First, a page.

Hi kids and welcome back!
Must a "state of the art" fitness facility at a high-end resort have a defibrillator, oxygen, and aspirin?
That was the question considered by Judge Huck, who basically said "no" in dismissing an injured patron's claim on a Rule 12(b)(6) motion.
Then the 11th took a look:
De La Flor suffered cardiopulmonary arrest while he was exercising in the fitness facility at the Ritz-Carlton Hotel located on South Beach in Miami, Florida. De La Flor complained that Ritz-Carlton negligently failed to have an automated external defibrillator in its fitness facility in South Beach and that Ritz-Carlton breached its contract by failing to fulfill promises made in its marketing materials to provide a “state of the art” fitness facility.Ok, most hotel gyms barely have a working treadmill and a water fountain. And I'm not even talking about the bunker.
But I guess "state of the art" can mean different things to different people?
De La Flor also argues that Ritz-Carlton assumed a duty to provide a defibrillator by recommending in its internal operating procedures that hotels adopt the industry standard of placing the machine in fitness rooms, but the adoption of industry standards by Ritz-Carlton did not create “an independent legal duty” with which it had to comply, see id. at 558.So I guess the lesson learned is just forget the gym, have another mojito, and lay out by the pool -- turns out that's better for your health.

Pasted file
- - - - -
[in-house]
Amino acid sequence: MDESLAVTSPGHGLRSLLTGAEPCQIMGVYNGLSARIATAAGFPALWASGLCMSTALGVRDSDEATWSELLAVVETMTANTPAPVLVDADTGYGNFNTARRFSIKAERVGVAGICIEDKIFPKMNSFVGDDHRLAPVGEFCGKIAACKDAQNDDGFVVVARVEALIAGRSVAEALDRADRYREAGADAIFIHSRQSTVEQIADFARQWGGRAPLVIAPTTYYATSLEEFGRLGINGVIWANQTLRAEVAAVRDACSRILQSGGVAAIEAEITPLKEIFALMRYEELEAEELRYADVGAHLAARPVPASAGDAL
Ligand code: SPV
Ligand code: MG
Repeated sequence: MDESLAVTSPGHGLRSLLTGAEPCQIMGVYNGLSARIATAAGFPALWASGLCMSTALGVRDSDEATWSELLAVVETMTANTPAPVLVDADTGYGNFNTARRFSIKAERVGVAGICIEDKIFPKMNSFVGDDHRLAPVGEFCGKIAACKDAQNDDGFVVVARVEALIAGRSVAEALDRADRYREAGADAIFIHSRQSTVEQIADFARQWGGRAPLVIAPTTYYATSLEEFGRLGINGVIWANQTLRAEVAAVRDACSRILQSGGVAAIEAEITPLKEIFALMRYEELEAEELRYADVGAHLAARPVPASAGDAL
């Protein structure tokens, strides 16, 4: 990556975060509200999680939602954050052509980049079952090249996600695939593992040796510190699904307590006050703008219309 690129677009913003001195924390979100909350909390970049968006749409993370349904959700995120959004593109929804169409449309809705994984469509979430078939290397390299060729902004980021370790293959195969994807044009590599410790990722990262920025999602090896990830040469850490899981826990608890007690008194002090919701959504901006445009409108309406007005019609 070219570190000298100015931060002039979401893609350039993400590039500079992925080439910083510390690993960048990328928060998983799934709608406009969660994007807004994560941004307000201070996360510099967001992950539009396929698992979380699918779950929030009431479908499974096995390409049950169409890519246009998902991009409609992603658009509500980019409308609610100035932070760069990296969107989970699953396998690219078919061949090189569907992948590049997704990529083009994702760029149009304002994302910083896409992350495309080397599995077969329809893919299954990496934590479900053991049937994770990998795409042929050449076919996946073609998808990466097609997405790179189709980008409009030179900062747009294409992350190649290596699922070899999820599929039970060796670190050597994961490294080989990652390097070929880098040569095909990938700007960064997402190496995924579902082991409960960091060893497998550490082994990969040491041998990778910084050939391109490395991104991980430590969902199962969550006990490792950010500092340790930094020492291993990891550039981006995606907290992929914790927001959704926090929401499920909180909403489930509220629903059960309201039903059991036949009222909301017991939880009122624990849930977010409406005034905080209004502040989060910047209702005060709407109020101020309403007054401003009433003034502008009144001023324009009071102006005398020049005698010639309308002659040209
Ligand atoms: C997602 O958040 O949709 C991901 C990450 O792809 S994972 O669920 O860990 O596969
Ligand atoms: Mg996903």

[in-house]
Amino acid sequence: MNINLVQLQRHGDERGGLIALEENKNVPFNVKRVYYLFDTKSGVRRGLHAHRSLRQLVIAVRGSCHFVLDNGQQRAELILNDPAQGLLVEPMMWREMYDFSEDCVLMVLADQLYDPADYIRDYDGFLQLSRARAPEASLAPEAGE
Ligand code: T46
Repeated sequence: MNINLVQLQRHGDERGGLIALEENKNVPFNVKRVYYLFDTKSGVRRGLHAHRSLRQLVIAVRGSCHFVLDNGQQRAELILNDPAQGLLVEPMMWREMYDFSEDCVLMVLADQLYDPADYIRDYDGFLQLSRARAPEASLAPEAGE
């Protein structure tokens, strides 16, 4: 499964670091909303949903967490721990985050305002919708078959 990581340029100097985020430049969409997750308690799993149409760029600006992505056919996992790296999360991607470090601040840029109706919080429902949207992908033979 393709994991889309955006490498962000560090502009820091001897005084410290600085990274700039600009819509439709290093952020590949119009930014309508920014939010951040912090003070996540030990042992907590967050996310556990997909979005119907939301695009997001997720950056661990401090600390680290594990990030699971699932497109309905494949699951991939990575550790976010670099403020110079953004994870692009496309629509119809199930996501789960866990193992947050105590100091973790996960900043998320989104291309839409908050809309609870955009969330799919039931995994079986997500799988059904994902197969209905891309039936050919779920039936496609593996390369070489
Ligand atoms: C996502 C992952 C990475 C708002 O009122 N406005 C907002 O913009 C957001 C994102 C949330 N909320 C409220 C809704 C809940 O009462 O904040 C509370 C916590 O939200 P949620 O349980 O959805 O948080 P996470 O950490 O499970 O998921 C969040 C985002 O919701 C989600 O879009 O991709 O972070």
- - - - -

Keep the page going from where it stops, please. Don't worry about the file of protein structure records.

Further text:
De La Flor failed to state a claim that Ritz-Carlton breached its contract by failing to provide a defibrillator, oxygen, and aspirin in the fitness room. De La Flor alleged that he relied on representations made by Ritz-Carlton in its marketing materials that the fitness facility in South Beach was “state of the art,” but those representations did not constitute an offer for De La Flor to accept.